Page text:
"Illuminations of the Beyond"
In the March edition of BBC Music Magazine, conductor Simon Rattle talks
about "music that changed me."
"I think that audiences will be incredibly moved by Messiaen's Eclairs
sur l'Au Dela. I first heard it in a performance in Salzburg with the
Philharmonia conducted by Kent Nagano. I was sitting in the second row.
After 20 minutes I was simply overcome with tears. I sobbed through the
rest of the piece."
I thought, "I've got to hear this.." and listened to a 1994 recording:
Paris Bastille Opera Orchestra, conducted by Myung-Whun Chung [DG 439
Messiaen scored this 65-minute work for an orchestra of 128 players,
titling many of the eleven movements with inscriptions from the Book
of Revelations. If you've responded warmly to "Turangalila" and "Et
Exspecto.." you'll be transported by Eclairs.. It displays all Messiaen's
characteristics with fundamental richness: birdsong, hieratic brass
proclamations, vibrantly coloured harmonies.
I recognised the movement where Sir Simon began to blub - the seraphically
lovely "Demeurer dans l'Amour" [Abide in Love], an adagio scored for
violins, violas and cellos. In this recording, you'll snatch for your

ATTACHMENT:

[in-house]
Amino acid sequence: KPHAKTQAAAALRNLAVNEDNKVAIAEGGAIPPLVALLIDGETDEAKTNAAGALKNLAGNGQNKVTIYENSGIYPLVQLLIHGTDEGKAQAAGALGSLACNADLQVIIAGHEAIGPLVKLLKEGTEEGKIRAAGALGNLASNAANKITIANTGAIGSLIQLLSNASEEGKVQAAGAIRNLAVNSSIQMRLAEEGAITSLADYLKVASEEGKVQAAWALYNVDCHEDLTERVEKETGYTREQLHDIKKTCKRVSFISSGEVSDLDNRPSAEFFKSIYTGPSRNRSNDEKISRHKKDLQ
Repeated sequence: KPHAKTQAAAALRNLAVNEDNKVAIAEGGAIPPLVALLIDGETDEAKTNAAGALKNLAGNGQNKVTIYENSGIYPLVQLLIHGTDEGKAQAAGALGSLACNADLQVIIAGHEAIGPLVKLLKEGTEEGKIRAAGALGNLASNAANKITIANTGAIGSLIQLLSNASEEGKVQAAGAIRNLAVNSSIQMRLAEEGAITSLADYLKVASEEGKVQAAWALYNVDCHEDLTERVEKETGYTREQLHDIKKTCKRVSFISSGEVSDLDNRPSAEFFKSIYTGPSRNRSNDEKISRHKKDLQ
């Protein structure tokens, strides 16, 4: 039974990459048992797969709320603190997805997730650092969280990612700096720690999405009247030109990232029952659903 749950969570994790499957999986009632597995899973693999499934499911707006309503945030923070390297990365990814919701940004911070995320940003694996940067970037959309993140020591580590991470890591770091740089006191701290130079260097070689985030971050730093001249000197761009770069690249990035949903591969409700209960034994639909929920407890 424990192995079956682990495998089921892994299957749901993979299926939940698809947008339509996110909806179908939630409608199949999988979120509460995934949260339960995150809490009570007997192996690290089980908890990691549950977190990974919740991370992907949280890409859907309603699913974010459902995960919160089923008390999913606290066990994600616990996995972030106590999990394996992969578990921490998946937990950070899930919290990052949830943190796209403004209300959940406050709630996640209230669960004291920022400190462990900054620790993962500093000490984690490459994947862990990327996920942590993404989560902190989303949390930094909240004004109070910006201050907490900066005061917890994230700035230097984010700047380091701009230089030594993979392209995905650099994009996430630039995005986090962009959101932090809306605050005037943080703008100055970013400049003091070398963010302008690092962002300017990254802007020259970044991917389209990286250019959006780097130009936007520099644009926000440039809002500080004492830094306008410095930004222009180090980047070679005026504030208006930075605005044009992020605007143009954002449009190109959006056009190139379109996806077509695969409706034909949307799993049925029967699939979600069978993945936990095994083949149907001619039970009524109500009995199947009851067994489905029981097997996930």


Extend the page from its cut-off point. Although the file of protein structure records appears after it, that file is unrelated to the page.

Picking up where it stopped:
hankies and howl, when the cellos throb con molto amore from 5:52 to 6:04.
I was then delighted to learn that Rattle and the City of Birmingham
Symphony Orchestra play the work in Birmingham and London later this month,
as part of their "Towards the Millennium Festival: the 1990s".
But I thought I'd send my comments now, instead of after the London concert
in the Royal Festival Hall. Why? Rattle has described rehearsing in the
RFH as like "losing the will to live." Its acoustic is shrivelled in
comparison to Birmingham Symphony Hall's, which blossoms. In the RFH
auditorium, I may be disappointed to hear Messiaen's bright plumage moult
to plucked chicken-flesh.
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